In Jim Jarmusch’s Coffee and Cigarettes, there is a sequence in which producer and rapper RZA makes a comparison between his abilities as a doctor and his skills as a musician: “My hands are soft from being a DJ”, he says, referring to the possibility of healing with them. Similarly, when we meet in Café Los Cuiles, Eduardo Vera tells me how the band he co-founded occupies the same space in his mind as food culture (Vera’s day job is supplying menus and food for hotels). “It’s an enterprise”, the drummer matter-of-factly declares, when he refers to his band not only as an artistic project but as a life mission in which the musician not only survives but manages to “make it”.
Kaoz Party — “you should see our shows”, Eduardo says when I ask him about the name of the band — is a Oaxacan rock-pop band that takes advantage of this vague categorisation to expand on a format that has been explored, one would think, almost to its limits: solid 4/4 rhythms, leading bass melodies, synth layers thickening the mix, and oceanic choruses. We could say they play “alternative rock”. Or “post new wave”. Or “pop-punk”. But one thing remains clear: the search for distilled pop energies is a serious preoccupation for Kaoz Party, a band that has spent the past six years taking the music business seriously. For this writer, their approach is refreshing as it means setting up an operative band. “We need to grow”, Eduardo says.
This takes us to the story of the band, a band that, following the norm in Oaxaca is comprised of musicians whose backgrounds are truly diverse (guitarist Eric’s other project is math rock group, Yo Triceratop; Cristian is a church organist). There seem to be two key moments in the development of Kaoz Party: the first is when Eduardo auditioned as drummer when the band was in its first stage; the other, when keyboardist Cristian “Papi Jason” heard them live at Barracuda Bar and decided to join them, expanding the party with his classical training. The band has already gone through the dilemma of pretending to be a band or actually being one. They have become festival regulars, including the recent Barro Verde Fest where they shared the stage with some of the pioneers of what has come to be known vaguely as “Mexican rock”. In the midst of it all, and considering the chaos having a band implies (even in terms of work), Kaoz Party has managed to save that which most bands tend to spend too fast: energy.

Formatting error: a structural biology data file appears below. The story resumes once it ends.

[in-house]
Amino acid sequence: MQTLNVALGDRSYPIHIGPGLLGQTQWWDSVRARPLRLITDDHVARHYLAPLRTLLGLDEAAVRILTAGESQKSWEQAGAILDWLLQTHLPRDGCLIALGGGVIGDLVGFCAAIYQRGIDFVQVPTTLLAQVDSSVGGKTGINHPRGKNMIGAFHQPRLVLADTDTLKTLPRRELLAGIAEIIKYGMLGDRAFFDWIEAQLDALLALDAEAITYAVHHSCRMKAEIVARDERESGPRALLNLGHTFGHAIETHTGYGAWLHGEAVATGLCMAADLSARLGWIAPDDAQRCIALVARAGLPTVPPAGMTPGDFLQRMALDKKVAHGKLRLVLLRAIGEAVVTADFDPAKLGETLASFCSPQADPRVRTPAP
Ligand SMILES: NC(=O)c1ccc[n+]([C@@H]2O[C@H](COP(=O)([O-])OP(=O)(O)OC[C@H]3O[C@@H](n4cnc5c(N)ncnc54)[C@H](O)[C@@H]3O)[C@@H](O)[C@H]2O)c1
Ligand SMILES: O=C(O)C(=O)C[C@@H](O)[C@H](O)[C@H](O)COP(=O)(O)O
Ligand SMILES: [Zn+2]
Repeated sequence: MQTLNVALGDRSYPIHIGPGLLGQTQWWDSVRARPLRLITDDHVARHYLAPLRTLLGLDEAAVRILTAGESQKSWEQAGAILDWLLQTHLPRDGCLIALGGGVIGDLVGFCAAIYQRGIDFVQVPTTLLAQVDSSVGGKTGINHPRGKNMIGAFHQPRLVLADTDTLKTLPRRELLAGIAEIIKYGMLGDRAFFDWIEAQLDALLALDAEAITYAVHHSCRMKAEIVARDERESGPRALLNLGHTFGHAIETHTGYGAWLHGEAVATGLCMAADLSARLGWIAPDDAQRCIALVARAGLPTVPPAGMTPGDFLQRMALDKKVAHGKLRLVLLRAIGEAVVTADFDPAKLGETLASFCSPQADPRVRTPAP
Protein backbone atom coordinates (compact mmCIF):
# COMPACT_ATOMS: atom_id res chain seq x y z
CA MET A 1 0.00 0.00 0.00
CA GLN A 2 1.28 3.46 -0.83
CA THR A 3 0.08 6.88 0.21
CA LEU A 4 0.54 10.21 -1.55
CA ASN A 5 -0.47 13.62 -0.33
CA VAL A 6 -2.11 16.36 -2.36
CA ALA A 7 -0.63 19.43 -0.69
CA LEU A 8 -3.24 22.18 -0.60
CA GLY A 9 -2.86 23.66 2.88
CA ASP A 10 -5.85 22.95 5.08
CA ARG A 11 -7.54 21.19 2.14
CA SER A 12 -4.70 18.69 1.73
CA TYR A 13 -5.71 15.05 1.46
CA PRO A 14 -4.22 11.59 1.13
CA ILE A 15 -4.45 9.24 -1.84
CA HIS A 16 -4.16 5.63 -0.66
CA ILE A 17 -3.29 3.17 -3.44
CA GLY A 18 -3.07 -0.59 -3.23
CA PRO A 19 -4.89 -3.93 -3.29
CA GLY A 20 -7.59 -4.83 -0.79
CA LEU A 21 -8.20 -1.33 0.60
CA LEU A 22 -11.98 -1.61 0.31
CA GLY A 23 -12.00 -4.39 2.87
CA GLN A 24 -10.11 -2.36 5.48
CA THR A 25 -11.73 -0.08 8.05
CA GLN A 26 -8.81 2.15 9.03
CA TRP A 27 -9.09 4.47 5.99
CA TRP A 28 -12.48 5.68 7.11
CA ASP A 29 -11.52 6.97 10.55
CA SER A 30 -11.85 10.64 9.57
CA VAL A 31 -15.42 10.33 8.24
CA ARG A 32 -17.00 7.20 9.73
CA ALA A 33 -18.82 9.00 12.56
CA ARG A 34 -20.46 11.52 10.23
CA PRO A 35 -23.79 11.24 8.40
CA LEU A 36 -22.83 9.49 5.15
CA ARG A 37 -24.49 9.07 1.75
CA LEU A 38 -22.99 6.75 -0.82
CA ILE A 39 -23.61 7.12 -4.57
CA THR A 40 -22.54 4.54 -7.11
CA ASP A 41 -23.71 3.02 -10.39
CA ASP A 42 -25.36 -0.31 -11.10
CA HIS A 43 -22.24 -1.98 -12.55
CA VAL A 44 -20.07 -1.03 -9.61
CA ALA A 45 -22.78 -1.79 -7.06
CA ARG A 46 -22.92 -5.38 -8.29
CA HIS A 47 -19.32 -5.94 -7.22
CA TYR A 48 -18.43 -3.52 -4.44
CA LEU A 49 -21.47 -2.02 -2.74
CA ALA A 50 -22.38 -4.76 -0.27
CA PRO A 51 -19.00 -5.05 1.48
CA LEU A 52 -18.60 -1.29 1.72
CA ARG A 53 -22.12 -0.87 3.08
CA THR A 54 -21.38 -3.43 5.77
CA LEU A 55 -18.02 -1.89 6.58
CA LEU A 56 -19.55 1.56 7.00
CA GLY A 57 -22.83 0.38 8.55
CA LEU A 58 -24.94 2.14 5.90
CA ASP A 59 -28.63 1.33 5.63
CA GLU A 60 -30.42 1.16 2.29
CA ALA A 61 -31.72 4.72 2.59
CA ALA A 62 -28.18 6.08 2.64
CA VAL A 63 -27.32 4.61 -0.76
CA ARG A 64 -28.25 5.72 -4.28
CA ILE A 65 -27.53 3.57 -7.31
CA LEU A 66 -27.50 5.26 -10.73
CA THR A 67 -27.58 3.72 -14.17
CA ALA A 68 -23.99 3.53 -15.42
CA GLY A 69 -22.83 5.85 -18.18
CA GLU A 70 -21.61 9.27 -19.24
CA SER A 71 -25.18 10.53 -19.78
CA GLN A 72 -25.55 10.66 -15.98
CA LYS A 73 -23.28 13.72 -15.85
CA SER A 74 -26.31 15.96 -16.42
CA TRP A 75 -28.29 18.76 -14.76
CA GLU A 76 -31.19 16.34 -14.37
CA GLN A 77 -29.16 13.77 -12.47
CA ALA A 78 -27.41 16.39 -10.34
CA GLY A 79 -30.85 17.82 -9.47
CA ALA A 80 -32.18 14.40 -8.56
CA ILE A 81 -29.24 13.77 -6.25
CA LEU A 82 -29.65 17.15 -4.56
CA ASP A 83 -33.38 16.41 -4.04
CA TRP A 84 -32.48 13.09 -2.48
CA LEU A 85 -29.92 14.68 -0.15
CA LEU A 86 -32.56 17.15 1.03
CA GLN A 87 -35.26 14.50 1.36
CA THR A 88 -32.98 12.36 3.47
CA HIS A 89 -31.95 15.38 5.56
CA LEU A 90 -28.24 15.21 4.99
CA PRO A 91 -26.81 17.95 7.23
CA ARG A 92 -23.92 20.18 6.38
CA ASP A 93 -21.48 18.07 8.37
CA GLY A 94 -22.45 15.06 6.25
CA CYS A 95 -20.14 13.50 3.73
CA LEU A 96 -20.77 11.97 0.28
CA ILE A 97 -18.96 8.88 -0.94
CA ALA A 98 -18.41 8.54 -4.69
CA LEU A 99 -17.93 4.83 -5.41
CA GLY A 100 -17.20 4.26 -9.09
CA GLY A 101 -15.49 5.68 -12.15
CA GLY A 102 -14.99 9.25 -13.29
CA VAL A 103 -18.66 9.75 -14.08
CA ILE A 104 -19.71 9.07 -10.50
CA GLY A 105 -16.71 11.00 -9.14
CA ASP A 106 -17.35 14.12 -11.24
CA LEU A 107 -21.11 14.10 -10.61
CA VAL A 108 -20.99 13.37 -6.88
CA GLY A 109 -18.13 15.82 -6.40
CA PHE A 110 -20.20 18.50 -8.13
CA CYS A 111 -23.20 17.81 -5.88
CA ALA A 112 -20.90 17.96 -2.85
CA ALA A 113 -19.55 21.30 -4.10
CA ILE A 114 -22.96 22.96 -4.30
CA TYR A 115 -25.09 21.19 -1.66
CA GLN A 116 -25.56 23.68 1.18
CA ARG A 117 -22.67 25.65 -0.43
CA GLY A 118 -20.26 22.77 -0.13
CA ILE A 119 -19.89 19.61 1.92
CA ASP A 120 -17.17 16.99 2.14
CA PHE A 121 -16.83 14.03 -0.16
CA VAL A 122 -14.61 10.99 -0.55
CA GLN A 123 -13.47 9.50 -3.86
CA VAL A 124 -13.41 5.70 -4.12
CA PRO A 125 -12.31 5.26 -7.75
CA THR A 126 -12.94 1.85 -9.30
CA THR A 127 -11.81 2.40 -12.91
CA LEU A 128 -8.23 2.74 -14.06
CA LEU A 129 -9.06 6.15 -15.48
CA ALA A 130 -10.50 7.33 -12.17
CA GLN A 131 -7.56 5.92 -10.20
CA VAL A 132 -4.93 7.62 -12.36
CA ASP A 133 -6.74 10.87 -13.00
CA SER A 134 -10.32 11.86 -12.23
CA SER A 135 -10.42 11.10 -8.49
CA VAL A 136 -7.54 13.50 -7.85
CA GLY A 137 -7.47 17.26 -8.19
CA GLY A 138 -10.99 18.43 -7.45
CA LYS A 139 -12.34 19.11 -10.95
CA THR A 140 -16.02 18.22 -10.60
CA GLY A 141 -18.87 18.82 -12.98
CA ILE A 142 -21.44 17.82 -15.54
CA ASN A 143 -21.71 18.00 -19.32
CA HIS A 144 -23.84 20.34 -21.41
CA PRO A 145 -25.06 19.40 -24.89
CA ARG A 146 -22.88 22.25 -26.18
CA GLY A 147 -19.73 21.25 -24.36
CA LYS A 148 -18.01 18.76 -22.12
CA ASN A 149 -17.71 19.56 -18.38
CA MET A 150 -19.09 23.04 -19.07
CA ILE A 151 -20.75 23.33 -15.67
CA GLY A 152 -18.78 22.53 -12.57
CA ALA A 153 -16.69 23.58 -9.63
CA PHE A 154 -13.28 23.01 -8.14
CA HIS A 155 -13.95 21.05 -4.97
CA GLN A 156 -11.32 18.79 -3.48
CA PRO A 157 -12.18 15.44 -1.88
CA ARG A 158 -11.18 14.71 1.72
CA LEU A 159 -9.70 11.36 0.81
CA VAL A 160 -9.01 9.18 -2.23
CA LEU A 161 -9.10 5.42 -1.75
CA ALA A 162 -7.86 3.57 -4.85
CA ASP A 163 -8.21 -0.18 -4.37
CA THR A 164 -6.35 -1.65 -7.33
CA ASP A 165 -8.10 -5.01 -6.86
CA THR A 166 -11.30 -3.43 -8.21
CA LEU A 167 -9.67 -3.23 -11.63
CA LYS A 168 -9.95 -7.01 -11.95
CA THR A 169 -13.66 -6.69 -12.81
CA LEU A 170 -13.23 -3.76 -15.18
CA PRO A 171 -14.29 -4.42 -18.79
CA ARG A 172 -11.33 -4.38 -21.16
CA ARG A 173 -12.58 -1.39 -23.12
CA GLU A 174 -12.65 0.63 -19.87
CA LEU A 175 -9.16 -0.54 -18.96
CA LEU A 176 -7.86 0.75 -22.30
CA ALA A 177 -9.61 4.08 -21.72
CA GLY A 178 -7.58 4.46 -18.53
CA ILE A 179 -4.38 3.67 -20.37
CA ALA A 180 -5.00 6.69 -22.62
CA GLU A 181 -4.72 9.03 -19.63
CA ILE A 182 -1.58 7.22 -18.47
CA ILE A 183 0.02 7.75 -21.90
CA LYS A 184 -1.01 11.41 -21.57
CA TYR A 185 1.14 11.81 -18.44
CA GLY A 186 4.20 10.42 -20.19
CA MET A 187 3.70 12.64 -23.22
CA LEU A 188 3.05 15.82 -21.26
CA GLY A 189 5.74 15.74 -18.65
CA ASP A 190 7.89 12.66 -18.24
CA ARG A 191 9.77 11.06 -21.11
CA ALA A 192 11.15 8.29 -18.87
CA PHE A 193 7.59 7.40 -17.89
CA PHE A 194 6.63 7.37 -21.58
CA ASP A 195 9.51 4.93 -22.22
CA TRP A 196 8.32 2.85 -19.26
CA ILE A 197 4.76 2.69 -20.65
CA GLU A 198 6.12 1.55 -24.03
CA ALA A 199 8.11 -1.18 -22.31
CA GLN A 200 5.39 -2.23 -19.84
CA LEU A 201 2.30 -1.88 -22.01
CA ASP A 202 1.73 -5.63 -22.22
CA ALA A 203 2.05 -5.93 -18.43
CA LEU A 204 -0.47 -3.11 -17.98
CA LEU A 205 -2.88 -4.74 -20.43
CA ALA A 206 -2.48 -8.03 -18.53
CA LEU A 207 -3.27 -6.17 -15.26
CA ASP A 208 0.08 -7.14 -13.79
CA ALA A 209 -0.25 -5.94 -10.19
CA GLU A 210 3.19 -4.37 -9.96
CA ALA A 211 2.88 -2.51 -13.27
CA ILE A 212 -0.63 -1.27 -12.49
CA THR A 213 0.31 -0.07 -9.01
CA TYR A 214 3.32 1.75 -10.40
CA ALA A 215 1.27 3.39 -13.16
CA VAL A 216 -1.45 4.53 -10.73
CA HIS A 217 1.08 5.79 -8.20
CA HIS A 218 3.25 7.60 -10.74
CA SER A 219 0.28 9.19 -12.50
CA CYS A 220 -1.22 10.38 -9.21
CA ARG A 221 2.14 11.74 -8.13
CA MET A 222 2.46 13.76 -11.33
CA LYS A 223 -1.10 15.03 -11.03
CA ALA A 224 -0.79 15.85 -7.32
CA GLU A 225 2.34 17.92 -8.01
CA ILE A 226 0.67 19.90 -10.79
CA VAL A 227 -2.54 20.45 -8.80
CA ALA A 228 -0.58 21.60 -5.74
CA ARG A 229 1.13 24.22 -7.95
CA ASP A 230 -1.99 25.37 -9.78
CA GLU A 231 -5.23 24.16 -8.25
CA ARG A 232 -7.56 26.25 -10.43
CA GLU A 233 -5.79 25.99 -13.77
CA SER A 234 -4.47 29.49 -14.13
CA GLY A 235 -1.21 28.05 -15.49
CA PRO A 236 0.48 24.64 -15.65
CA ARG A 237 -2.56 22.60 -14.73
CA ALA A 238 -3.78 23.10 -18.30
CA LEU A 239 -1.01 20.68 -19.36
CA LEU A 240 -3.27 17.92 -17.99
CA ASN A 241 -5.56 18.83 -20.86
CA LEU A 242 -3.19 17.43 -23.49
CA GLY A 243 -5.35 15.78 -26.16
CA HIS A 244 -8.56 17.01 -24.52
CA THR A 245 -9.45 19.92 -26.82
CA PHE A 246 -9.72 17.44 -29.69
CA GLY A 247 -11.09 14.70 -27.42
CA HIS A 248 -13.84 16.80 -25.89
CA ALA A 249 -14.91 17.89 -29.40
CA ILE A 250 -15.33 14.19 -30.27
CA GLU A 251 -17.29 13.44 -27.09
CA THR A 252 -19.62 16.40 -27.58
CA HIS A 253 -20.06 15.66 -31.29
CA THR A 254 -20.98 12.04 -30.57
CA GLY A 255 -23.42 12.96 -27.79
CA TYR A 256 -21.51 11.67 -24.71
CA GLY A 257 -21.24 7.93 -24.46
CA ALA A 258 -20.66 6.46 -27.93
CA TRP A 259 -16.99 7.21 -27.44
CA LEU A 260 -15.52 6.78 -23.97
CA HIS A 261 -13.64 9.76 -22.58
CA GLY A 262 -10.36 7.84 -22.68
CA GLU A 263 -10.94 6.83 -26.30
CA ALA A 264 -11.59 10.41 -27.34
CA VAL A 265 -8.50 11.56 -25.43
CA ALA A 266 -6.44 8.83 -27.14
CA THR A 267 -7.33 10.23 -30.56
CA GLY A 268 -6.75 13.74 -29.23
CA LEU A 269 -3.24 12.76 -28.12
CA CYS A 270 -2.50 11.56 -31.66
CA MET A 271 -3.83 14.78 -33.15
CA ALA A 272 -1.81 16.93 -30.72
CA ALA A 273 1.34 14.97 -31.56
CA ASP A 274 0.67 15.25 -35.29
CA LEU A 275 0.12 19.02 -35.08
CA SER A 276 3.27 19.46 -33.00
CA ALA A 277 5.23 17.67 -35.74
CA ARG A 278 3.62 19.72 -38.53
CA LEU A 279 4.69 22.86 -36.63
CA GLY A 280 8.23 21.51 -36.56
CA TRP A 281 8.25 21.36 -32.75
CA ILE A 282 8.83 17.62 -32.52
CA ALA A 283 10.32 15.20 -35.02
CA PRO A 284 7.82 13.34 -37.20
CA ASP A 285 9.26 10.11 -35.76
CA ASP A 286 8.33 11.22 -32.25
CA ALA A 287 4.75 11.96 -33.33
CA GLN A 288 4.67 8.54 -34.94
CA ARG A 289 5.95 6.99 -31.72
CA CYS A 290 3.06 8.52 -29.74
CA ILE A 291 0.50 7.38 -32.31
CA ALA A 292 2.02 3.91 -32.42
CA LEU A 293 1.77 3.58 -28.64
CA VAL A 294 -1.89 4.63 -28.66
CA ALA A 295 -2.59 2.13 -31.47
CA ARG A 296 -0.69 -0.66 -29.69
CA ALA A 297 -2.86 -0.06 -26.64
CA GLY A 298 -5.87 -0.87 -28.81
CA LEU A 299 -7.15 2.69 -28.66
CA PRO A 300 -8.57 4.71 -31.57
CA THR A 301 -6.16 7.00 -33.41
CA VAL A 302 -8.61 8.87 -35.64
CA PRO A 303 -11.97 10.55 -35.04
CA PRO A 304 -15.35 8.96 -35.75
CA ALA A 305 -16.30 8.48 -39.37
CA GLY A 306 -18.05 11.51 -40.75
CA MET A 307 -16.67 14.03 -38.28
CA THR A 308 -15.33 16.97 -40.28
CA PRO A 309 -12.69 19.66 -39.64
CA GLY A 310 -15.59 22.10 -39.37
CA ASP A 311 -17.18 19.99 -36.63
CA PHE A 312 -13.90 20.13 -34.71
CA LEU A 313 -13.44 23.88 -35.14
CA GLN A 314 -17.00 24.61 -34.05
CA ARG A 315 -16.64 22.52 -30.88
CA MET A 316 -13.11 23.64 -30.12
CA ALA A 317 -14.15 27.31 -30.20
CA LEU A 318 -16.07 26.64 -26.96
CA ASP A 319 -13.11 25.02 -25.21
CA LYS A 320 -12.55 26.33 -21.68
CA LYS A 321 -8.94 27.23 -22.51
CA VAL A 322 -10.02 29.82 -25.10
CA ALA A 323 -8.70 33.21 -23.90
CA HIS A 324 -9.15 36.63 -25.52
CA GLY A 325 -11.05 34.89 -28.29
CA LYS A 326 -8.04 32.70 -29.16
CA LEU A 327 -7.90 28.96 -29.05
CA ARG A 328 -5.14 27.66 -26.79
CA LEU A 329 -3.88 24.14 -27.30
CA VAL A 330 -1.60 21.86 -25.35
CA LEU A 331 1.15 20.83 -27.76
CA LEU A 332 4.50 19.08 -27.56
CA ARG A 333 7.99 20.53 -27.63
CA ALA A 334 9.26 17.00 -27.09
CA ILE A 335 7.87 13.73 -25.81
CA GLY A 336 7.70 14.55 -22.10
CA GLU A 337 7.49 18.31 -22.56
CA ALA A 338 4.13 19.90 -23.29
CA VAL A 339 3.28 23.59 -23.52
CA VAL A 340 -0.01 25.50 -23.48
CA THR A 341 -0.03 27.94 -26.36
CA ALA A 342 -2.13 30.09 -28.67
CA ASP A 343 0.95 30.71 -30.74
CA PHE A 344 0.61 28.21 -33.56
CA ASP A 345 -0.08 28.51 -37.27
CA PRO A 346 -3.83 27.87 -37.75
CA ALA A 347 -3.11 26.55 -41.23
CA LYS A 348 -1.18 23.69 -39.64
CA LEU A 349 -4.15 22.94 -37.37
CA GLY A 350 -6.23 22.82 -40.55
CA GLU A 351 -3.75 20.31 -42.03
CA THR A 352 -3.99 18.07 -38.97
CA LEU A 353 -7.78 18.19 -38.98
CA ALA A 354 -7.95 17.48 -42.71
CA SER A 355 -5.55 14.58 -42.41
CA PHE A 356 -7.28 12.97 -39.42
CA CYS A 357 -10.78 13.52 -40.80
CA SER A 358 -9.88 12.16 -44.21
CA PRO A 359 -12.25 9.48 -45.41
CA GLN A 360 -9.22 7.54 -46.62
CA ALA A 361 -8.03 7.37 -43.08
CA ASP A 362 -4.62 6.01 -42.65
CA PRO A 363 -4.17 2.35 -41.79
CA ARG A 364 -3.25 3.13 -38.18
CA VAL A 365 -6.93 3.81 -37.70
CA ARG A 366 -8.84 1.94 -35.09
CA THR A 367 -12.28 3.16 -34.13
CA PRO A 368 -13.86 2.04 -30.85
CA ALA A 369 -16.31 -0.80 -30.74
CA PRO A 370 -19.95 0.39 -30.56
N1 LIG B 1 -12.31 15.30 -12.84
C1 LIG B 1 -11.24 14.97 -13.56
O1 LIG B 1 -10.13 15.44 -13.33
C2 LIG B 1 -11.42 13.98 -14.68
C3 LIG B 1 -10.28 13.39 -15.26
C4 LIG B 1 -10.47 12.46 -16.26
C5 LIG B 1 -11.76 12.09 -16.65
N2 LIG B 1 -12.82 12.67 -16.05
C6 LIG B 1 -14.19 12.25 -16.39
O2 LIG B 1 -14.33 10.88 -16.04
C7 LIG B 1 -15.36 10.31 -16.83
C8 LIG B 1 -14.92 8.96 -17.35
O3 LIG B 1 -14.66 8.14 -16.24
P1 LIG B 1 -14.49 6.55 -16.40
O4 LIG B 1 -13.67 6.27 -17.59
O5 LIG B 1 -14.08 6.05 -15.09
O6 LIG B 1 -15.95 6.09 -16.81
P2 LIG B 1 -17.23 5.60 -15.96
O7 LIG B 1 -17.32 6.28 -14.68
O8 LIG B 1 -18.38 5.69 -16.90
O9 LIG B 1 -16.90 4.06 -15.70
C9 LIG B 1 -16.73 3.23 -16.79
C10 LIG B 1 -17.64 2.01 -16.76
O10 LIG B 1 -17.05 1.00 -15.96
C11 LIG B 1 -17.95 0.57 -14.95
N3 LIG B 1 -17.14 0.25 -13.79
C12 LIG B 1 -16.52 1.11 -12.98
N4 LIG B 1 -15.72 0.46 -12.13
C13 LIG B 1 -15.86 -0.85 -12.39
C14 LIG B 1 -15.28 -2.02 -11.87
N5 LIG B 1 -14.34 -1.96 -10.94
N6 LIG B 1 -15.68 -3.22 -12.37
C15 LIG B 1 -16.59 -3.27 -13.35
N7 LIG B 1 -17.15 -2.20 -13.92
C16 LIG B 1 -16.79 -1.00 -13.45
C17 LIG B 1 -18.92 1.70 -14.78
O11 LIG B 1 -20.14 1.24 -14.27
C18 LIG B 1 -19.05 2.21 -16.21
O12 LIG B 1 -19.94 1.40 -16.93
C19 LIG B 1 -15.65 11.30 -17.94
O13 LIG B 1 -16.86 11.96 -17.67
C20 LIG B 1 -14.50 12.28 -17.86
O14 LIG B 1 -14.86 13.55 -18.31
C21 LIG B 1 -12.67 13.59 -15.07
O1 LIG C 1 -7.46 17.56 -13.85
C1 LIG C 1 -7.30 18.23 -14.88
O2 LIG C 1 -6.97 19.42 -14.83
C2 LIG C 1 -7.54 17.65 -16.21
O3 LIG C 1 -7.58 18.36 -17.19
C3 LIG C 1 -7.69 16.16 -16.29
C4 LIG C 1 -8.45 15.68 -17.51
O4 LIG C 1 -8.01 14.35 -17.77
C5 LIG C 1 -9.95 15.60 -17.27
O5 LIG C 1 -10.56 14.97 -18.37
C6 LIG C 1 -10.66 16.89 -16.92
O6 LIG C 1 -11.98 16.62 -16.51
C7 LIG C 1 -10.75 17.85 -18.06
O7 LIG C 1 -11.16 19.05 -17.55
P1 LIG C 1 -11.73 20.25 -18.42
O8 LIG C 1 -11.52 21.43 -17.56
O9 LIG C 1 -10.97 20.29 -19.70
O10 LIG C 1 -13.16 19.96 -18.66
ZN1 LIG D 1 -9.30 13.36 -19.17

The word “energy” comes up many times and seems to attract Vera beyond the music itself. We talk about altered states of consciousness achieved through sound. “Everything is frequencies”, he concludes immediately. As our conversation continues it becomes clear that the band’s interests go beyond the limits of pop music although they still crave for music that sells well. For Vera, making relevant music can also imply a healthy relationship with the business world — “the system must be changed from within”, he agrees with Calle 13 — and there’s always the possibility of transcending genres. Vera then tells the story of metal and ska crowds becoming completely absorbed while dancing to Kaoz’s music and in doing so he confirms one of his convictions, “You can make progressive or alternative rock out of anything.” As the interview develops we continue to compare art with making food and each time it becomes more clear that the reciprocity of food-music-healing is not only completely logical and valid but that this relationship is the basis on which the healing capacity of popular music resides.
Kaoz Party stops being chaotic when it comes to planning their future. Recently, Sierra Leona Studios in association with Molotov’s guitarist Tito offered them recording time. They are eager to get into the studio to craft an EP, taking advantage not only of their own experience but of musicians and sound professionals around them to both document and elevate their sound. There is a promising path for them and the band seems intent to reject the temptation to relocate to Mexico City. “We want people to see Oaxaca.”
When I enquire about the band’s boundaries concerning the influence of producers in search of a palatable sound, Vera reminds me that they’ve reached this stage because they trust the polishing process creating an actual “product” implies. He then makes an involuntary comparison between the band’s approach and the many alternative forms of government thriving in Oaxaca and reaches a conclusion that was also his starting point: “I have always believed in organisation. And, In Mexico, if you’re not organised, you stay behind”.
Kaoz Party are:
Jaime Martínez guitar-voice
Leonel Díaz bass
Eduardo Vera drums
Christian vas Nava: keyboards
Erick Martinez guitar